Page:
Design Tip: Constraints are Good


About 3 years ago I mentioned to Sen that I thought it would be a cool idea if we came up with a super small game that we could include in a letter to publishers as a ‘free’ gift when submitting other games.  For some reason I thought this would be really neat and make us stand out.  I set to work on a tile placement game about trying to have more of your houses in a neighbourhood than your opponent.  I managed to get the game down to 25 tiles.  I made a small little matchbox-like package for it and viola – we had a really cool pocket game! (I’m glossing over the fact that it took more than a few stabs at the game until we got it to its final state).

Hot Property Game Design

Hot Property: our first game using our self-imposed 25 tile limit

Once that was done, I was feeling pretty motivated about how we got a Euro-style game to fit within 25 tiles.  It got me thinking and I remember for one 5 hour flight from Toronto to Vancouver, I brainstormed all the different genres of games and then tried to see if I could come up with a way to make it using only 25 tiles.  At the end of that flight I had ideas for 11 games!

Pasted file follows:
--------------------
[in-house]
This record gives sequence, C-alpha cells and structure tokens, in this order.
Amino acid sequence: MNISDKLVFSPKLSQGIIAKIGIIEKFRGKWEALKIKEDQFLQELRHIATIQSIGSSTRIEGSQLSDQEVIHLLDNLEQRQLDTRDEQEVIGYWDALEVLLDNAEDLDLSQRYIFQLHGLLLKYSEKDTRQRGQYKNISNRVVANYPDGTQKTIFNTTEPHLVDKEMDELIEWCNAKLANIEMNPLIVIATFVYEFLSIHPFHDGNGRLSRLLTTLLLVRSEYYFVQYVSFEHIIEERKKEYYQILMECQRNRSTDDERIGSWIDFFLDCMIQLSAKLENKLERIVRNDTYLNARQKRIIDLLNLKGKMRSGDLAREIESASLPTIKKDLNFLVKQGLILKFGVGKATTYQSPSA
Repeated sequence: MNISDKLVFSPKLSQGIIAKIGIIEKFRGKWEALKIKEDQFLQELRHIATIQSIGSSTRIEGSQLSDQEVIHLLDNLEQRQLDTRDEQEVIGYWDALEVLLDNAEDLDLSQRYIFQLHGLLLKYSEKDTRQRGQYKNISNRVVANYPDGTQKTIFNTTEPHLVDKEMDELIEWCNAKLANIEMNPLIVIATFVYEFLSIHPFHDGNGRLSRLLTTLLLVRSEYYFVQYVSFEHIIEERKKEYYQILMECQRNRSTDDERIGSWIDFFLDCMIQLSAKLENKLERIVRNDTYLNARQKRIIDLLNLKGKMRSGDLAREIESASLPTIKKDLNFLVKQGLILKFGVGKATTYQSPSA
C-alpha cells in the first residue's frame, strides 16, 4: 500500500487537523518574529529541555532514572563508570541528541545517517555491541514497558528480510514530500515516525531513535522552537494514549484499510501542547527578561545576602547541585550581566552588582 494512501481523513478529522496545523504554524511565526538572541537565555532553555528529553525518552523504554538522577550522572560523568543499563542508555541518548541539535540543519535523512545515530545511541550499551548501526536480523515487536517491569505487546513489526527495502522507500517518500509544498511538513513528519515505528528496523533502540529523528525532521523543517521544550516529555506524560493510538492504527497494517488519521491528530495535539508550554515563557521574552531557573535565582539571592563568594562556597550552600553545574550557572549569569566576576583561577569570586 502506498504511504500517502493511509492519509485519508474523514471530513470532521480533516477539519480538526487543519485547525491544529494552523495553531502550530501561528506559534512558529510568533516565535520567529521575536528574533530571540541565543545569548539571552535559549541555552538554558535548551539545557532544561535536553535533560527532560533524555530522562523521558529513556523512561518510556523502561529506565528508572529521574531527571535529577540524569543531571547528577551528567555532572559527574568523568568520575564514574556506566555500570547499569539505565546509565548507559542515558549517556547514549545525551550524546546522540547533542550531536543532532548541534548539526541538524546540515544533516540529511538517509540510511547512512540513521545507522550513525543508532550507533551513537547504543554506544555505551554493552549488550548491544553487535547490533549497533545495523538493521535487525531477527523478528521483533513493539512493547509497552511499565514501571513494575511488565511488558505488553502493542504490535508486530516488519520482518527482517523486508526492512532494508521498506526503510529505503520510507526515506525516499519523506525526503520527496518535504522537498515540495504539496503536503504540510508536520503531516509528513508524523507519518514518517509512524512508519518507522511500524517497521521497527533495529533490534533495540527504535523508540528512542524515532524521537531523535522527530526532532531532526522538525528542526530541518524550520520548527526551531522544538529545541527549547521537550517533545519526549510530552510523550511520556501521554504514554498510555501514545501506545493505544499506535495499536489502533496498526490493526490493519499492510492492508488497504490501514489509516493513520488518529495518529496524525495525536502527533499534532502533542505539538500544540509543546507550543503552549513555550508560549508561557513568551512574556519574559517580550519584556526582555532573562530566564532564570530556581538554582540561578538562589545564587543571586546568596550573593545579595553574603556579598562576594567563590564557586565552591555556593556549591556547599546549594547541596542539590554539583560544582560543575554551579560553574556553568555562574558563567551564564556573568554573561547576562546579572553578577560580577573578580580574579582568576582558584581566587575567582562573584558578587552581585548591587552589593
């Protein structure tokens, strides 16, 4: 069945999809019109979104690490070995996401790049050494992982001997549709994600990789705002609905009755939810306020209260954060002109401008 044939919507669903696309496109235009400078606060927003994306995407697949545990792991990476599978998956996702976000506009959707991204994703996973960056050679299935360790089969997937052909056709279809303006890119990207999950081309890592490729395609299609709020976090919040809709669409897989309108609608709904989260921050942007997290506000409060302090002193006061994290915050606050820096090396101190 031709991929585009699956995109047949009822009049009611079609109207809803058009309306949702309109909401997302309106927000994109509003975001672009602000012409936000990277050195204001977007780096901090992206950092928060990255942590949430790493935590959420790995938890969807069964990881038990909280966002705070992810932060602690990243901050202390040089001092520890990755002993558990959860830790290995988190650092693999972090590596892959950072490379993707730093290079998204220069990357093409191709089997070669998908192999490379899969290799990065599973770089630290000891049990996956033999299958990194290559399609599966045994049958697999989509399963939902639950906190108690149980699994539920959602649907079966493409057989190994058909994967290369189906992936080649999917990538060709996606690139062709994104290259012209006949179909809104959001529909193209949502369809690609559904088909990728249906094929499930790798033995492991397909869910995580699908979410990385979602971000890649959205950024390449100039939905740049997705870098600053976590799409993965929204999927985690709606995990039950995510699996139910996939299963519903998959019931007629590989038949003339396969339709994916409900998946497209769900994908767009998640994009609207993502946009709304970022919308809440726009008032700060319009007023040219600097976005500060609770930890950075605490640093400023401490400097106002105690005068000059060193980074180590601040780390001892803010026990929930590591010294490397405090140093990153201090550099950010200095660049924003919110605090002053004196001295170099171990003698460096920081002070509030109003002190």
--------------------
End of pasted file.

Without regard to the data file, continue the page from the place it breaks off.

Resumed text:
The benefit of reducing an entire game into 25 tiles, is that you’re forced to eliminate anything extraneous which ensures the cleanest and simplest of rules. Some of these games that we made were pretty minor and didn’t have much fun to them, but others had a gem of an idea in it that were not only fun but enabled us to turn them into bigger full-fledged games.